Blackstone has made affordable housing a substantial part of its investment strategy to meet ESG goals. When I asked what specifically the firm was doing, a representative mentioned the 5,000 affordable units it preserved as part of its $300 million renovation of StuyTown in New York City. One entity that it invests in, April Housing, focuses on maintaining affordable housing; for instance, the firm recently guaranteed that a 238-unit complex in Missouri would remain affordable.

“April Housing’s commitment to preserving the affordability of this critical housing stock on a long-term basis is made possible by Blackstone Real Estate Income Trust’s (BREIT) perpetual capital structure,” the Blackstone rep continued. In addition, Blackstone acquired in June 2021 an affordable housing business line from American International Group.

Fairstead CEO Jeffrey Goldberg notes by email that LIHTC projects in urban areas help meet ESG goals because they often involve upgrading buildings and providing transit accessibility.

“Cities across the country are facing affordability crises. Residents, especially vulnerable groups, are being priced out of vibrant communities that are walkable and have access to public transit. This has been exacerbated by the COVID-19 pandemic,” Goldberg says. “By investing in affordable housing, you are helping to not just preserve but improve homes so people can stay in the neighborhoods they love. You are also investing in upgrading these properties, and in doing so, reducing their carbon footprints.”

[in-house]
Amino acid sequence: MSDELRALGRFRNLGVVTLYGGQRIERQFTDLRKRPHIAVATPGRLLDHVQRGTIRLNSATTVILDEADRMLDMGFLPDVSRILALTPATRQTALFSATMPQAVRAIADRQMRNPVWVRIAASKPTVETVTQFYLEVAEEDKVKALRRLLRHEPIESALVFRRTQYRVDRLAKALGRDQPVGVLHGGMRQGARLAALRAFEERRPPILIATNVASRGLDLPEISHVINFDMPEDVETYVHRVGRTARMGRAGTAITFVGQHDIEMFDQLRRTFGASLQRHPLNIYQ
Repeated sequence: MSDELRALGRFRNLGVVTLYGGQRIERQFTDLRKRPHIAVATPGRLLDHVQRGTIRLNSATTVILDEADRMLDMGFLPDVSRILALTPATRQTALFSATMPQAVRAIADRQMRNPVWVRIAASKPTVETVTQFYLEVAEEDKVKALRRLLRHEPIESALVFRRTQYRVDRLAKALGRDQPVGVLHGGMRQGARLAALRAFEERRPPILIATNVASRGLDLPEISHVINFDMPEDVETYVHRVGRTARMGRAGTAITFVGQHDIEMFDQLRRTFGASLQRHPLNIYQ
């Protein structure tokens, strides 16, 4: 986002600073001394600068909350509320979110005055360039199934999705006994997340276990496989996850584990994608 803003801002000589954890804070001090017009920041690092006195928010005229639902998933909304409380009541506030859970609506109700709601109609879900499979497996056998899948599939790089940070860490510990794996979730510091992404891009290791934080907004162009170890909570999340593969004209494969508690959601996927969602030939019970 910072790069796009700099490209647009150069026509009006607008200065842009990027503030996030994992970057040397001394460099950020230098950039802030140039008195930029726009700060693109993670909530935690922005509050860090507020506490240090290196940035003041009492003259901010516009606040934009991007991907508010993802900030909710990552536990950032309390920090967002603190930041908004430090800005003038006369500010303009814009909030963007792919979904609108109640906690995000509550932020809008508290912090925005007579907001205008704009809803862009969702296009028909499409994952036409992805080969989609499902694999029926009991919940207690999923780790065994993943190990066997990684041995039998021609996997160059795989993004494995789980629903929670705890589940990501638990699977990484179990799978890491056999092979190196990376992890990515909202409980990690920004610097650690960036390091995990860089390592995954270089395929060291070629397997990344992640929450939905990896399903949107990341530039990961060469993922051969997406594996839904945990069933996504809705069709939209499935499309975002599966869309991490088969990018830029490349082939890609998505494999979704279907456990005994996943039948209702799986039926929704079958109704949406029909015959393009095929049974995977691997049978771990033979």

Fairstead, which Goldberg describes as “a purpose-driven, vertically-integrated real estate developer specializing in creating sustainable, high-quality housing”— most of it affordable—will soon release a report on its ESG progress.

Environmentally-friendly projects are major targets for ESG investments, under the premise that ignoring environmental degradation will negatively impact overall economic growth. Given this focus, investors will want to put money into developments that reduce carbon emissions – concerning both how the buildings are designed and where they’re located. ESG, thus, overlaps with shifts that have already been happening in state QAPs, wherein more points are given to LIHTC developments that promote environmentally-friendly outcomes. The Internal Revenue Service requires all states to weigh energy efficiency in their allocation, and in several states, LIHTC projects must meet LEED or comparable standards.

Looking broadly at affordable housing projects, Fannie Mae’s move into the green securitization realm reflects ESG goals. Fannie is issuing mortgages for developers to give their apartment buildings green retrofits, and issuance of these products eclipsed $100 billion late last year, according to National Mortgage News. Fannie, in fact, has its own strategy for meeting ESG objectives, highlighting environmentally-thoughtful improvements, as well as alternate means of credit checking.

In sum, projects with an environmental focus seem particularly well-poised to attract ESG-minded investors. But the overarching tax credit regime—whether it’s for affordable housing, revitalization of distressed areas or maybe even historic preservation—meets a lot of these goals. Developers, investors and syndicators who work with such credits would do well to tout that work for higher ESG scores.

This article featured additional reporting from Market Urbanism Report content manager Ethan Finlan.